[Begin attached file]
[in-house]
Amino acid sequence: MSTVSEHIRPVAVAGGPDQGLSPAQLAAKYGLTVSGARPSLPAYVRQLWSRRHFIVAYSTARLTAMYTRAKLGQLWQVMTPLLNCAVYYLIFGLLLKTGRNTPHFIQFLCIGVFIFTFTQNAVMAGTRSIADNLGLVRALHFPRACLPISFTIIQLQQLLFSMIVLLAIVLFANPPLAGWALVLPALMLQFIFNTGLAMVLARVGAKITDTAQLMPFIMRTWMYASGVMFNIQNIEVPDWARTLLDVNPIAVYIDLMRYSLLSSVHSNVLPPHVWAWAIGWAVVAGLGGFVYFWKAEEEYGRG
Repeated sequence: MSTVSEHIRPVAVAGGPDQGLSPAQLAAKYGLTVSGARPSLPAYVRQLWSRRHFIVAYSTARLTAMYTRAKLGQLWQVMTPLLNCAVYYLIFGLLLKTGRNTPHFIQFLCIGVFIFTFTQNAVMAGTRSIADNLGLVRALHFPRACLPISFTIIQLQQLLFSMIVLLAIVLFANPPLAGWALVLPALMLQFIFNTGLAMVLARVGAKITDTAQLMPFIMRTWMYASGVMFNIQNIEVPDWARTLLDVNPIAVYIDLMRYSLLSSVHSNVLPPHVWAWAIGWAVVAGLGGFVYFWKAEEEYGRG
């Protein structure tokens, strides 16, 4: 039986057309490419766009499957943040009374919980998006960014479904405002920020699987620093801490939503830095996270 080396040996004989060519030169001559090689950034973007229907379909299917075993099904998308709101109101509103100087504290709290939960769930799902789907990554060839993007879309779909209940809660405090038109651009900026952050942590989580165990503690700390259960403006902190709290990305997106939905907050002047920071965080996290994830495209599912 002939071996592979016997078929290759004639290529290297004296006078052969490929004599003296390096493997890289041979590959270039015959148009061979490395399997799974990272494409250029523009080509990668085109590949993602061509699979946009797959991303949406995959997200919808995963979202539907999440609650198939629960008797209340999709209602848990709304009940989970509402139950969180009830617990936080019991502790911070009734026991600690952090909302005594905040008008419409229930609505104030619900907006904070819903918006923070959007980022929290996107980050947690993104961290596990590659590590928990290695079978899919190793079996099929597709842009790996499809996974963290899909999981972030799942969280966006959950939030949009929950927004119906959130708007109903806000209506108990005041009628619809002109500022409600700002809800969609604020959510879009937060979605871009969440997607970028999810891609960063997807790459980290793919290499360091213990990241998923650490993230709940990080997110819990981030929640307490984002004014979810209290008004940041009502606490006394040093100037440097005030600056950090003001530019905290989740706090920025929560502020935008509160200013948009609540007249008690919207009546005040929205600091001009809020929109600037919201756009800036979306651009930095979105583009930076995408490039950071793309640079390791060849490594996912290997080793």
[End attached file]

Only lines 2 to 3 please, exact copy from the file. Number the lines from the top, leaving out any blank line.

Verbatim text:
Amino acid sequence: MSTVSEHIRPVAVAGGPDQGLSPAQLAAKYGLTVSGARPSLPAYVRQLWSRRHFIVAYSTARLTAMYTRAKLGQLWQVMTPLLNCAVYYLIFGLLLKTGRNTPHFIQFLCIGVFIFTFTQNAVMAGTRSIADNLGLVRALHFPRACLPISFTIIQLQQLLFSMIVLLAIVLFANPPLAGWALVLPALMLQFIFNTGLAMVLARVGAKITDTAQLMPFIMRTWMYASGVMFNIQNIEVPDWARTLLDVNPIAVYIDLMRYSLLSSVHSNVLPPHVWAWAIGWAVVAGLGGFVYFWKAEEEYGRG
Repeated sequence: MSTVSEHIRPVAVAGGPDQGLSPAQLAAKYGLTVSGARPSLPAYVRQLWSRRHFIVAYSTARLTAMYTRAKLGQLWQVMTPLLNCAVYYLIFGLLLKTGRNTPHFIQFLCIGVFIFTFTQNAVMAGTRSIADNLGLVRALHFPRACLPISFTIIQLQQLLFSMIVLLAIVLFANPPLAGWALVLPALMLQFIFNTGLAMVLARVGAKITDTAQLMPFIMRTWMYASGVMFNIQNIEVPDWARTLLDVNPIAVYIDLMRYSLLSSVHSNVLPPHVWAWAIGWAVVAGLGGFVYFWKAEEEYGRG